Part 3: これ/それ/あれ/どれ, この/その/あの/どの and ここ/そこ/あそこ/どこ

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Part 3: これ/それ/あれ/どれ, この/その/あの/どの and ここ/そこ/あそこ/どこ

Post by The Right Admin on Tue Apr 14, 2015 12:41 pm

In Japanese, it is rather easy to make sentences about things that you would call either "this" or "that." While making these sentences it is important to know the location of the object (this could even be a person) that is being discussed relative to the speaker and the listener. All 3 of the following groups of words have a certain pattern that might help make it easier to remember which is for what. The pattern is as follows:
こ~ -- object is closer to the speaker
そ~ -- object is closer to the listener
あ~ -- object is away from both the speaker and the listener
ど~ -- question about the object

I will start off going over これ/それ/あれ/どれ. All of these are about an unspecified object, much like saying "this one" where what you are talking about is not specified. To say "this one" in Japanese, you would use これ. Following the pattern that I previously mentions, you can probably figure out that それ means "that one" (close to the listener), あれ means "that one" (away from both), and どれ would be "which one." Below I have included these in a more organized manner:
これ == This one
それ == that one
あれ == that one (over there)
どれ == which one

if you are to say "これはいくらですか。" you would be asking "How much is this one?" In this sentence, since これ is the subject of the sentence it is followed by the particle "は." This particle is used after これ, それ,  and あれ.
いくら -- how much (for prices)

When using と゜れ in a sentence you actually use a different particle, "が." が is often times called an "object particle" and is used instead of "は" in some cases. This is used since "which" isn't really a subject, it is to general. Here is an example sentence: "どれがあなたのペンですか。" meaning "which one is your pen?"
あなた  -- you
ペン -- pen

Much like with the previous group of word, この/その/あの/どの are used to refer to an object. unlike the previous, この/その/あの/どの are more specific and are followed by some object. The general structure of these would be "この + noun" and so one. If you are talking about a cat (ねこ) you would make it "このねこ" meaning "this cat." It works this way with all 4 of these words. Here is a list of these words:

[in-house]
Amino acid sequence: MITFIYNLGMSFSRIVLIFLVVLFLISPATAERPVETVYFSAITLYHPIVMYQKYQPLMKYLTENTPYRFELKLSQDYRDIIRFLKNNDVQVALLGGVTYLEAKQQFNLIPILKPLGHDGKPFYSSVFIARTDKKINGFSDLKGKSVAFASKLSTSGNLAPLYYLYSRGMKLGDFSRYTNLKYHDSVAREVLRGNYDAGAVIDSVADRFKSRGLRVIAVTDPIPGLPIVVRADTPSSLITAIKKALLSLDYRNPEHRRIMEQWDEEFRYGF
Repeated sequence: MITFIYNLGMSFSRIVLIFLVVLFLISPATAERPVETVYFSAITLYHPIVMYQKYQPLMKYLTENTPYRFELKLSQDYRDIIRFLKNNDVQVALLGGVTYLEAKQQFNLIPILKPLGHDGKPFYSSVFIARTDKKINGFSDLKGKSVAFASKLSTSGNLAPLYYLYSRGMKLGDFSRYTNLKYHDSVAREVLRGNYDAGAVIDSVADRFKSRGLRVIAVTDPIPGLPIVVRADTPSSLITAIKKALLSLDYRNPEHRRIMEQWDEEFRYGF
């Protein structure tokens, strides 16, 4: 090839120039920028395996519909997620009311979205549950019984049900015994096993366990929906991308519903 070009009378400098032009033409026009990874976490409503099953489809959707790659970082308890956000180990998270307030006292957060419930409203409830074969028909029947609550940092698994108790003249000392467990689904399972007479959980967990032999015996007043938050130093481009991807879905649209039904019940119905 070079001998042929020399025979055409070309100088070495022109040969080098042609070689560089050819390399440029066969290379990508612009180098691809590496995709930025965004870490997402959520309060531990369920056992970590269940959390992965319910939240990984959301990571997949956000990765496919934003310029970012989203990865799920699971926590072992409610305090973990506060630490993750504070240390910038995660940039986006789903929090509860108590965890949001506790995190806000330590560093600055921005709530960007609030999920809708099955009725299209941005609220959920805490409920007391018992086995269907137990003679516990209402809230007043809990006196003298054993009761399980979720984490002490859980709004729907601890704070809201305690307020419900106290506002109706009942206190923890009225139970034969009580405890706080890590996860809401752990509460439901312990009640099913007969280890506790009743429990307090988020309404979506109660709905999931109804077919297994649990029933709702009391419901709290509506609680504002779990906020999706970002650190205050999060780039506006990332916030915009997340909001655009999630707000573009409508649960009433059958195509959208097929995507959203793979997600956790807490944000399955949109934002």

この + noun == this "noun"
その + noun == that "noun"
あの + noun == that "noun" (over there)
どの + noun == which "noun"

When making sentences with these the particles work the same as with the previous group. Here are some examples:
このねこはおもしろいです。meaning "This cat is amusing."
ねこ -- cat
おもしろい -- "amusing" or "interesting"

どのひとがすきですか。 meaning "Which person do you like?"
ひと -- person
すき -- like

Lastly there are ここ/そこ/あそこ/どこ, which are used to talk about places. They follow the same form as the previous groups of words, even あそこ which is written a little differently. Here is a list of them:
ここ == here
そこ == there
あそこ == over there
どこ == where

When making a sentence with any of these, you don't have to remember to use the particle "が" since they all use "は." This is because of how a sentence that used どこ is structured. Here is an an example: "きっさてんはどこですか。" which means "Where is the coffee shop?" In sentences that use どこ, there is a place that works as the subject. In some cases this place could be left out because it is implied to already be know.
きっさてん -- coffee shop

Other than with どこ, all the others follow the same structure as the 2 previous groups. Here is an example: "(ゆうびんきょくは)あそこです。" meaning "The post office is over there." or just "Over there." The part of this sentence that is in parenthesis is implied to be know from something that was previously said, so it would normally be left our. I left it in this sentence to make the sentence easier to follow.
ゆうびんきょく -- post office

When using all of these words, if the subject is implied, you can leave it out and make it so that its just the word + です.

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